Imagination propels teams into finals

Local teams to compete in Destination ImagiNation Global Finals in Tenn.

Local teams to compete in Destination ImagiNation Global Finals in Tenn.

April 15, 2003|by PEPPER BALLARD

A blueprint heist that sends a crook to the café, a crumbling house that gets thrown into court and a golden beetle search that stirs up ghosts are among the schemes four Destination ImagiNation teams from Washington County dreamed up and will get to show off in a global competition in May.

Two Clear Spring Middle School teams, a Clear Spring Elementary School team and a St. Mary Catholic School team will compete against students from across the country and the world in the Destination ImagiNation Global Finals on May 22, 23 and 24 at the University of Tennessee in Knoxville, Tenn.

Destination ImagiNation is a national problem-solving competition. Teams of seven students create storylines, backdrops, structures and skits and compete against other student teams in like categories.


In the global qualifying Maryland state competition on March 15 at the University of Maryland Baltimore Campus, Clear Spring Middle Team One took second place, Clear Spring Middle Team Two took first place and the Clear Spring Elementary team took second place in the structural challenge ConnectDId. The St. Mary team took first place in the improvisational skit challenge, Once Improv A Time.

In ConnectDId students had to build and present in a skit, an 8-inch, all natural - no plywood, particle board, glue, nails, etc. - wood structure weighing less than 50 grams (1/9th lb.) that would support up to 500 pounds of weight.

For the Global Finals their structures will have to support up to 1,000 pounds.

Team Two member Samuel Myers, 11, said "The structure has to do really good because it's 78 percent of the presentation."

Each of the three Clear Spring teams is holding sandwich and bake sales to help fund their trips to Tennessee. The three teams need to come up with a total of $10,000.

"We're all going to put money in ourselves to make it work," said Team Two member Wendy Lucas, 11.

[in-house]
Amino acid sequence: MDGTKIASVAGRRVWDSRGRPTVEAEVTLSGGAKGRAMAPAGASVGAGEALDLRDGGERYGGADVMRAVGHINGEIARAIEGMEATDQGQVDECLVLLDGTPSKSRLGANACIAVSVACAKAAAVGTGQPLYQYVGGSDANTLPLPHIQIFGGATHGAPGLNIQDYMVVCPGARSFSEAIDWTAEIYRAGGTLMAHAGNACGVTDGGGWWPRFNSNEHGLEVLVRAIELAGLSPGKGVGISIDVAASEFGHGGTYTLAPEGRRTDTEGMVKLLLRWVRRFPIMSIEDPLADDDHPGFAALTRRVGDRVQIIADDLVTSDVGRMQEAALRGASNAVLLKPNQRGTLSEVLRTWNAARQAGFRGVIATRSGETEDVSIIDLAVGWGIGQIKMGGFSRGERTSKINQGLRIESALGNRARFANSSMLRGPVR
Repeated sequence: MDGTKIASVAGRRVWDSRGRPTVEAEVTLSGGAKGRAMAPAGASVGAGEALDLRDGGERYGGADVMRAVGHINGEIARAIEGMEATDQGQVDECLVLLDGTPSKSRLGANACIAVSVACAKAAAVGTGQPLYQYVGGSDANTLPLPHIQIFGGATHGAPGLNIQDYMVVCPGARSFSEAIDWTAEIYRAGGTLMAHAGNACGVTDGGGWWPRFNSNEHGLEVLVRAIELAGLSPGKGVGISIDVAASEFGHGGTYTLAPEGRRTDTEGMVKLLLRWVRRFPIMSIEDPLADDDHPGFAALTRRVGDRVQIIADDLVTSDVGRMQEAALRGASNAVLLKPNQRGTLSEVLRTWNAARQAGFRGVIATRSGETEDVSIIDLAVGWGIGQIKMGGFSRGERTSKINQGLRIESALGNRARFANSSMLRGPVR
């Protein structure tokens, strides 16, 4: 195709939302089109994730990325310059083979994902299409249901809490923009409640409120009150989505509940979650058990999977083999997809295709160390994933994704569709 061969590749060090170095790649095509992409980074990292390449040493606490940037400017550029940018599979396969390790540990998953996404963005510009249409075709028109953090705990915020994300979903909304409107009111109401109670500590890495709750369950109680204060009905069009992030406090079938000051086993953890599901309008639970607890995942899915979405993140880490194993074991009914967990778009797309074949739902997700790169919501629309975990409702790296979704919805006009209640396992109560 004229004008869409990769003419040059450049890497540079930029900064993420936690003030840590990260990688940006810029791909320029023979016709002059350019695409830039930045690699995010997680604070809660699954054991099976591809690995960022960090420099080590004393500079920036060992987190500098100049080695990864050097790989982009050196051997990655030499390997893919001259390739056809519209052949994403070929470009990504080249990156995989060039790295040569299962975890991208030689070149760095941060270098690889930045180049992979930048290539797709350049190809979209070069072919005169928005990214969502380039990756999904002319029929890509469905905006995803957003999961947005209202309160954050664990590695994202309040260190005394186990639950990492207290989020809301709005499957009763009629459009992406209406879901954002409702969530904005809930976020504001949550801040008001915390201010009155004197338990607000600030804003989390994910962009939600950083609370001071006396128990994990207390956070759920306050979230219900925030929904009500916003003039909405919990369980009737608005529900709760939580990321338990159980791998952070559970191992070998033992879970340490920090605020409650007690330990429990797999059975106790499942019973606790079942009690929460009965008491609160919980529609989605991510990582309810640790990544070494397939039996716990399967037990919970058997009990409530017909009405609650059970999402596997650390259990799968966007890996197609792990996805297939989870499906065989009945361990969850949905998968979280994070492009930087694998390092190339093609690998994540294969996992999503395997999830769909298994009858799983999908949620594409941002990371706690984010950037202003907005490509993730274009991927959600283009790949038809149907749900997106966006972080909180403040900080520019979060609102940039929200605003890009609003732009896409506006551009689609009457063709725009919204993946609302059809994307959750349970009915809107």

A member of the Elementary School ConnectDid Team Gavin Myers, 10, said he looks forward to having fun and getting out of school for the global competition.

All teams also must meet and solve an improvisational Instant Challenge within an 8-minute time limit. The teams won't be allowed to talk about the Instant Challenge, but most teams said it was their biggest concern for the global competition.

Instant challenges are improvisational and designed to stimulate the team's ability to think quickly and creatively to prepare solutions in minutes.

In Once Improv A Time, the St. Mary team had 30 minutes in a private room to come up with a skit with only seven rolls of tape, seven pairs of scissors, seven pencils and some newspaper. They were told their skit had to include Mount Everest, the Miller's daughter from "Rumplestiltskin" and the brick house from "The Three Little Pigs." They also were given three letters, "S," "V" and "P," with which they had to make a phrase to be used throughout their 6-minute skit. The boys devised the phrase "So Very Poor."

Their 3-1/2 minute skit played out that the Miller's Daughter won a free brick house at the foot of Mount Everest, but the structure's builder, Camille Ali Babba, was a scam artist. John Wayne warned the Miller's Daughter that the house was poorly built, but it wasn't until a brick fell on her head that she decided to sue Ali Babba. In a court hearing, a judge ruled in favor of Ali Babba and told the Miller's Daughter she once again, was "So Very Poor."

Sean Fitzgerald, who played the Miller's Daughter, said he was shocked that the team won their competition.

He said he felt like someone was watching over them.

Paul Donoghue, 13, who played John Wayne in the skit, demonstrated his award-winning cowboy walk and belted his lines from the side of his mouth.

The seven boys practically fell over each other while trying to talk about the state competition. They tried raising their hands but while one member spoke the other chimed in and it followed that way like a musical round nearly all the way around the table.

"We just blend," Ben Forsythe, 12, said. "Our coach said our practices are unbearable, but somehow at competition we just blend together."

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